Office Christmas Party
Another reminder that allowing your cast to madly improvise instead of actually providing a coherent script with a scintilla of inherent logic often leads to…
The Newton boys were the most successful bank robbers in American history, up until the savings and loan bandits of the 1980s. Operating in the Roaring '20s, they hit as many as 200 banks and then pulled off the nation's biggest train robbery, a mail train heist in northern Illinois. Despite their remarkable record, they never became as famous as John Dillinger or "Bonnie and Clyde". On the basis of this movie, I suspect it was because they were too respectable.
"The Newton Boys'' tells the story of the four brothers and a friend who knew how to handle nitroglycerine. Operating mostly at night, blowing up safes that were no match for their skill, they worked under a simple code: no killing, no stealing from women and children and no snitching. According to the film, they managed to complete their criminal careers without shooting anybody except one of their own brothers, by accident.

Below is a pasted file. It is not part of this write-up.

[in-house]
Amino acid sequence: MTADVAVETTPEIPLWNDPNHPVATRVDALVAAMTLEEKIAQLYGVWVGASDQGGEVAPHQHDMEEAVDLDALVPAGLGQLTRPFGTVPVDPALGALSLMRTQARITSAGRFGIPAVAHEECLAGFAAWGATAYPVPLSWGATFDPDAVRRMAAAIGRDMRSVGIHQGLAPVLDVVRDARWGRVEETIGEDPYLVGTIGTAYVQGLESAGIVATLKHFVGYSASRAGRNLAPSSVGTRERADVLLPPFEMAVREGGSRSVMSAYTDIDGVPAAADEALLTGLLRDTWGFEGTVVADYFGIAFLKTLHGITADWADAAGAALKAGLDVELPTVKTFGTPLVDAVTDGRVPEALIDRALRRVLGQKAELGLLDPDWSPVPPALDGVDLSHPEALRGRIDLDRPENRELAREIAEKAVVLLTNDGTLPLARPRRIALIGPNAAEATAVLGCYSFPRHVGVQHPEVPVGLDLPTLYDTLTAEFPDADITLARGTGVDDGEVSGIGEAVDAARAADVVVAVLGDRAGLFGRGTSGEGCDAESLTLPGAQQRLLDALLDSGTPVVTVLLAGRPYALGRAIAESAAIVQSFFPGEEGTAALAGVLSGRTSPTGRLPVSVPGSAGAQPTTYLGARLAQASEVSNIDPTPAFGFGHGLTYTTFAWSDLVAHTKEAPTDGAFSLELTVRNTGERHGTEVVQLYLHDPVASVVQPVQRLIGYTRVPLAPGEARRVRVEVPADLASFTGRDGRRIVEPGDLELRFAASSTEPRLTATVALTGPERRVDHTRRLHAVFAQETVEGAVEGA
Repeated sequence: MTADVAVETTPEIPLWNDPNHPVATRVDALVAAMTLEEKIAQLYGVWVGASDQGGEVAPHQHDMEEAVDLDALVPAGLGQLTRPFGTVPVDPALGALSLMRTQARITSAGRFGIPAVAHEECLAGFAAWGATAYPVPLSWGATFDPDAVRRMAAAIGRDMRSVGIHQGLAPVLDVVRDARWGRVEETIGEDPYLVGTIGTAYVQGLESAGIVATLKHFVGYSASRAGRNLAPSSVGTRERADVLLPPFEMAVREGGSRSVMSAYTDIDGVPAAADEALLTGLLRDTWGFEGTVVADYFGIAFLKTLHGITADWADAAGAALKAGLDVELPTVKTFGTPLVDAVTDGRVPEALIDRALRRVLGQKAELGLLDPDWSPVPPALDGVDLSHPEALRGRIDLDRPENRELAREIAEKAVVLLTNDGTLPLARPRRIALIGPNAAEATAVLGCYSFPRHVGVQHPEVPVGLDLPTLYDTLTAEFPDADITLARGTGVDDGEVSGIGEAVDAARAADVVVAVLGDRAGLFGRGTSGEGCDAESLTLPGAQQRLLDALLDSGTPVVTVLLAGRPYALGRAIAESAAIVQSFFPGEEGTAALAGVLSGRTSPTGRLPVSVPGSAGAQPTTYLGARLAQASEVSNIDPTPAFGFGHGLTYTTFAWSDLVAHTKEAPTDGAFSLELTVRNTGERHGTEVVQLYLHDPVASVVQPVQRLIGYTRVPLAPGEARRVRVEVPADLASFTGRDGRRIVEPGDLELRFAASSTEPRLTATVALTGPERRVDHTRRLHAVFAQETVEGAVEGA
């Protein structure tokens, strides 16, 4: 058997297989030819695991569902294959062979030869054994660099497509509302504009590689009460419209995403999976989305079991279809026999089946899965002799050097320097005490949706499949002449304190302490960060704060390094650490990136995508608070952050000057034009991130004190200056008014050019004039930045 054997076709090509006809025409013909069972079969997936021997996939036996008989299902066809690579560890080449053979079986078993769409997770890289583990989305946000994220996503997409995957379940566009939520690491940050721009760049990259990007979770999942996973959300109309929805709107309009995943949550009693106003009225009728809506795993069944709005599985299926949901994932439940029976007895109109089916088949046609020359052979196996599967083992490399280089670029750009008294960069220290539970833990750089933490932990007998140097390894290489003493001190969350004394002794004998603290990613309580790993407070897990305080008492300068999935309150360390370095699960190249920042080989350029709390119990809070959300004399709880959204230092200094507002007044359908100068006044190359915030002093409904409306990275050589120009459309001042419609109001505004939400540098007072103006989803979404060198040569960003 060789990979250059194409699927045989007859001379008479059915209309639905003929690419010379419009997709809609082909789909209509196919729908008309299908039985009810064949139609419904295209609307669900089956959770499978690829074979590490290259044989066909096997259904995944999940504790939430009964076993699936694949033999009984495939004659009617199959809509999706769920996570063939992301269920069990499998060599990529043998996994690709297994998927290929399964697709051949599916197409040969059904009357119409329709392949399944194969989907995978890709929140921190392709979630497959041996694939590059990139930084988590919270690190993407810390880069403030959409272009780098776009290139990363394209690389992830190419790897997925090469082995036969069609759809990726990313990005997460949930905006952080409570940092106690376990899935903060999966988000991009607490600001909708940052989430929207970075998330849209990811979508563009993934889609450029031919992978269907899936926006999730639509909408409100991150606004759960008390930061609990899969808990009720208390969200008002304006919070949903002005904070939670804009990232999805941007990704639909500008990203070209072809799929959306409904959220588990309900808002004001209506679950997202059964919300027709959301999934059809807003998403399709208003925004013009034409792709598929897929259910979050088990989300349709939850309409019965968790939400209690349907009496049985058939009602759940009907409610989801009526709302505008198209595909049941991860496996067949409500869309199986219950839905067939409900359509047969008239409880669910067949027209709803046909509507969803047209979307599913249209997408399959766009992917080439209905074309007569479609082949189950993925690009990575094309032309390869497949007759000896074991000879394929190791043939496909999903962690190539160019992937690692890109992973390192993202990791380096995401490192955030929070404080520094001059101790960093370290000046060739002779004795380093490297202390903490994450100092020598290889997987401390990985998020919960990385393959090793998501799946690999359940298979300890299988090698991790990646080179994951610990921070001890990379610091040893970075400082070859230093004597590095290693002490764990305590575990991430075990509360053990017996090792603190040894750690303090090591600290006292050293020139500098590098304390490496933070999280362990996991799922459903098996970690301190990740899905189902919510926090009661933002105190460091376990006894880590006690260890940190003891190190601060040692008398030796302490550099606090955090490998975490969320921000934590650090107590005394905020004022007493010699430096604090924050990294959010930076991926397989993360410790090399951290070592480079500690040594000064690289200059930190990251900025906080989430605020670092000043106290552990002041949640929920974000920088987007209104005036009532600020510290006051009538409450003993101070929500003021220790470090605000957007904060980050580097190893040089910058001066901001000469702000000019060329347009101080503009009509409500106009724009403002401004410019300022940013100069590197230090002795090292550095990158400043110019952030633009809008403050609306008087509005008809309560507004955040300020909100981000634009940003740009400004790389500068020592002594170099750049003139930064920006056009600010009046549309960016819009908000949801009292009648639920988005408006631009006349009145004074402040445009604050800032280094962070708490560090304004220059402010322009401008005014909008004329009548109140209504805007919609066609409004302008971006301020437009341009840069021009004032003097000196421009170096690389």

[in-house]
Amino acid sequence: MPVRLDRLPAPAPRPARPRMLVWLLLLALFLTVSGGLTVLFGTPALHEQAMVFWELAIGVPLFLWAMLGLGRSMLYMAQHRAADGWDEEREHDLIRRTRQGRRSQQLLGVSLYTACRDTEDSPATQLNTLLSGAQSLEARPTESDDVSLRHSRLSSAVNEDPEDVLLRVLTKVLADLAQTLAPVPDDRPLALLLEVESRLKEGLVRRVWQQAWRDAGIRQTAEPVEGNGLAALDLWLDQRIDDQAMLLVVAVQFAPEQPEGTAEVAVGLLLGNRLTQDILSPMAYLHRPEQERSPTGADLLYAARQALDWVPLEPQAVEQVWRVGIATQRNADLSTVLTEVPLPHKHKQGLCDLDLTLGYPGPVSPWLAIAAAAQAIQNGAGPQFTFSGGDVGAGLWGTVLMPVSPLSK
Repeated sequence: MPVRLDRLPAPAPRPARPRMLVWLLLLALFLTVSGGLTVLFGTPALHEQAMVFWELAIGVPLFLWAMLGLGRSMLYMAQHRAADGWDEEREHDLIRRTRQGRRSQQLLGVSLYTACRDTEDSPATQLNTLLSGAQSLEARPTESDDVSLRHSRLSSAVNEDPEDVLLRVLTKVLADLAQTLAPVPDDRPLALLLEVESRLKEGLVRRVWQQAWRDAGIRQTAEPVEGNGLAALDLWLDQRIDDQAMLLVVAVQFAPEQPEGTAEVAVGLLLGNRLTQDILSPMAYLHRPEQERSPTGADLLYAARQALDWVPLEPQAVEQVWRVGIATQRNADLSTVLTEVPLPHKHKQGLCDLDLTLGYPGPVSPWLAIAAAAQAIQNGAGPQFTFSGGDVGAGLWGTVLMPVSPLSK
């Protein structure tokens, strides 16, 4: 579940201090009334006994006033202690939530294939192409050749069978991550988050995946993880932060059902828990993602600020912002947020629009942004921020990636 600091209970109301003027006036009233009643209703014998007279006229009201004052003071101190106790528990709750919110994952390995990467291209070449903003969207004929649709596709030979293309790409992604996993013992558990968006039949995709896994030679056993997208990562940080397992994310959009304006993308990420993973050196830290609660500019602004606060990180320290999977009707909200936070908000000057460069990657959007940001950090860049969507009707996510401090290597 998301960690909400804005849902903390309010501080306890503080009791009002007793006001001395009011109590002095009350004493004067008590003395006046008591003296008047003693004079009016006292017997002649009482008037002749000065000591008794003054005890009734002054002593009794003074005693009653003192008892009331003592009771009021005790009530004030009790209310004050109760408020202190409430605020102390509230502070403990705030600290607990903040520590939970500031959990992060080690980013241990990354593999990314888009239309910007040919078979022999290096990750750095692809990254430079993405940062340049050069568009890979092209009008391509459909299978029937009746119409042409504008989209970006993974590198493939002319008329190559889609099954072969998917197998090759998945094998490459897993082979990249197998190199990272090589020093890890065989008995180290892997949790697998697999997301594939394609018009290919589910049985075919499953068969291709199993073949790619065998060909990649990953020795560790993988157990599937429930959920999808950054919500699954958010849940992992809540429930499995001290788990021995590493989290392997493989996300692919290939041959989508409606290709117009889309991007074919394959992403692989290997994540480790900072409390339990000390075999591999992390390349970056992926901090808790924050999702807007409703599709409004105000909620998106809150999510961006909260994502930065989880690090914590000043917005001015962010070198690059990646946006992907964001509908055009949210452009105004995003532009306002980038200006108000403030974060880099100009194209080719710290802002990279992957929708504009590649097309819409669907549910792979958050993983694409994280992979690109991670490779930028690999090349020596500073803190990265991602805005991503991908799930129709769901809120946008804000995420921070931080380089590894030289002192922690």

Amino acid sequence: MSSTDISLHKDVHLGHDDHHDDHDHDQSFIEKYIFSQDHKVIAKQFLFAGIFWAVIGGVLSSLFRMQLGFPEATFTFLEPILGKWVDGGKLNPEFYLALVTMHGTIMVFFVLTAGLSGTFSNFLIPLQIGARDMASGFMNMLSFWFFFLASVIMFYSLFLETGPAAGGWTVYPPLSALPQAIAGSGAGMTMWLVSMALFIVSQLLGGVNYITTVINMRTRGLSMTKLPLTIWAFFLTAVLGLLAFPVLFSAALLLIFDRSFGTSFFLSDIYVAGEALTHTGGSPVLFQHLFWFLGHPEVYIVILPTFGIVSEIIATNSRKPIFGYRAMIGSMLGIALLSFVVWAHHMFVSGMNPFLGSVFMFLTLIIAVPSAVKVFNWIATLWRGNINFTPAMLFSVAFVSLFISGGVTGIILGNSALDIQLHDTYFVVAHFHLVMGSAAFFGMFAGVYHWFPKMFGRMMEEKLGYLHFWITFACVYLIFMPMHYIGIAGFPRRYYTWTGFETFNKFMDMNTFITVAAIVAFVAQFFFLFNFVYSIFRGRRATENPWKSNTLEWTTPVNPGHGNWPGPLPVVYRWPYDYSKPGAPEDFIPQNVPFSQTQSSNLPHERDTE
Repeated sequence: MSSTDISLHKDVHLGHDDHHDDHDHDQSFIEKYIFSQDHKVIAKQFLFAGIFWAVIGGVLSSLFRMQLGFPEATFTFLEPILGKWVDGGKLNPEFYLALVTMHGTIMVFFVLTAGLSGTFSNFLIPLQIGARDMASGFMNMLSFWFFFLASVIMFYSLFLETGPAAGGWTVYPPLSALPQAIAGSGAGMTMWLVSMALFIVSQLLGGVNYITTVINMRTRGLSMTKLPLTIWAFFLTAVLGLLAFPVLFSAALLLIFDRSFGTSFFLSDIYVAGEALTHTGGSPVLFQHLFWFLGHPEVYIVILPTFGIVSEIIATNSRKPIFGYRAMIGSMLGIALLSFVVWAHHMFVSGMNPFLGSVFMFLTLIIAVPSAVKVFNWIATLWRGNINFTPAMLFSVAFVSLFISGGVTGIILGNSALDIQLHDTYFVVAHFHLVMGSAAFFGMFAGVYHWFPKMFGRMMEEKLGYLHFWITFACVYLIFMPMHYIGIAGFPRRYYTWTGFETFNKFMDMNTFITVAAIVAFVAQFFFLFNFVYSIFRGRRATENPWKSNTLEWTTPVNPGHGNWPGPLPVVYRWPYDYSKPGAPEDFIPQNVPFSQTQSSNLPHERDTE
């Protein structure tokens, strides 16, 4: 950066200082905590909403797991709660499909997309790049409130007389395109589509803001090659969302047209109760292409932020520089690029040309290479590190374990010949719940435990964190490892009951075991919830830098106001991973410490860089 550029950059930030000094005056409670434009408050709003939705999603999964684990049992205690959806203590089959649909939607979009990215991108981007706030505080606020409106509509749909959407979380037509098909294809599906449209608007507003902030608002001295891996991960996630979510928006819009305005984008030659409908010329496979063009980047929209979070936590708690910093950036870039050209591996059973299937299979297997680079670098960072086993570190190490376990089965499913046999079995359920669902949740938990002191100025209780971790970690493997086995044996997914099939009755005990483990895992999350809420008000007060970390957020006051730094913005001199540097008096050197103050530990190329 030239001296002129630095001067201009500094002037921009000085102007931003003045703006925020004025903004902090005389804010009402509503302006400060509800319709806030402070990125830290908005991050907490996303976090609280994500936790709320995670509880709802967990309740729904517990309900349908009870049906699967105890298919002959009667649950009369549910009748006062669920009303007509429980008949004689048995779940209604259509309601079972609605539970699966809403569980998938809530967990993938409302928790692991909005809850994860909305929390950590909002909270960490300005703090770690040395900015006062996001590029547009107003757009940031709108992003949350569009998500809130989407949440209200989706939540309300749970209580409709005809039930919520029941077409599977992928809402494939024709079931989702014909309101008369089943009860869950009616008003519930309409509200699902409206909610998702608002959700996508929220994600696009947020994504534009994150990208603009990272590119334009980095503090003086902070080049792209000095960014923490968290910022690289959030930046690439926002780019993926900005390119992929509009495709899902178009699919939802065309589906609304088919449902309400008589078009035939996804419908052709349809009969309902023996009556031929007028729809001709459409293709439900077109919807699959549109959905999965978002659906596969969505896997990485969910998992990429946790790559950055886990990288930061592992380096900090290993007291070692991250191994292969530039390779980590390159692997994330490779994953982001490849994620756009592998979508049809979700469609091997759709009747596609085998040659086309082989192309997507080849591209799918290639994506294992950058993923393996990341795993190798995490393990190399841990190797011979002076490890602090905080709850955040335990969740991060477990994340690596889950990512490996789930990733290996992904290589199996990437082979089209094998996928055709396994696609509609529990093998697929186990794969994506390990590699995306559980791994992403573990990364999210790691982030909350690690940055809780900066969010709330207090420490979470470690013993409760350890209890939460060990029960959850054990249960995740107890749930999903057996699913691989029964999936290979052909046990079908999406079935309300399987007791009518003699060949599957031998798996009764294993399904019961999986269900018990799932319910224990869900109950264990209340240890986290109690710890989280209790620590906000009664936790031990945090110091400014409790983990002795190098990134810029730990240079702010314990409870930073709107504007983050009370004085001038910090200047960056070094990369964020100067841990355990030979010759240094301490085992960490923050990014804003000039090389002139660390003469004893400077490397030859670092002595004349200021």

The brothers are played by a roll call of gifted young actors: Matthew McConaughey (Willis, the oldest), Skeet Ulrich (Joe), Ethan Hawke (Jess) and Vincent D'Onofrio (Dock). Dwight Yoakam is Brentwood Glasscock, their explosives expert, who pours nitro as if intensely curious about what it would feel like to be vaporized in the next nanosecond. Julianna Margulies plays Louise, the cigar-store girl who hitches up with Willis without knowing his real name or occupation, and Chloe Webb is Glasscock's approving wife. It's not an enormous cast, and yet somehow the Newtons are hard to tell apart--not in appearance, but in personality. Their dialogue mostly strikes the same musing, loquacious note.
The film chronicles their criminal career in a low-key, meandering way; we're hanging out with them more than we're being told a story. There are a lot of conversations about the profession of bank robbery--which, as a topic for conversation, is not a whole lot more interesting than double-entry bookkeeping.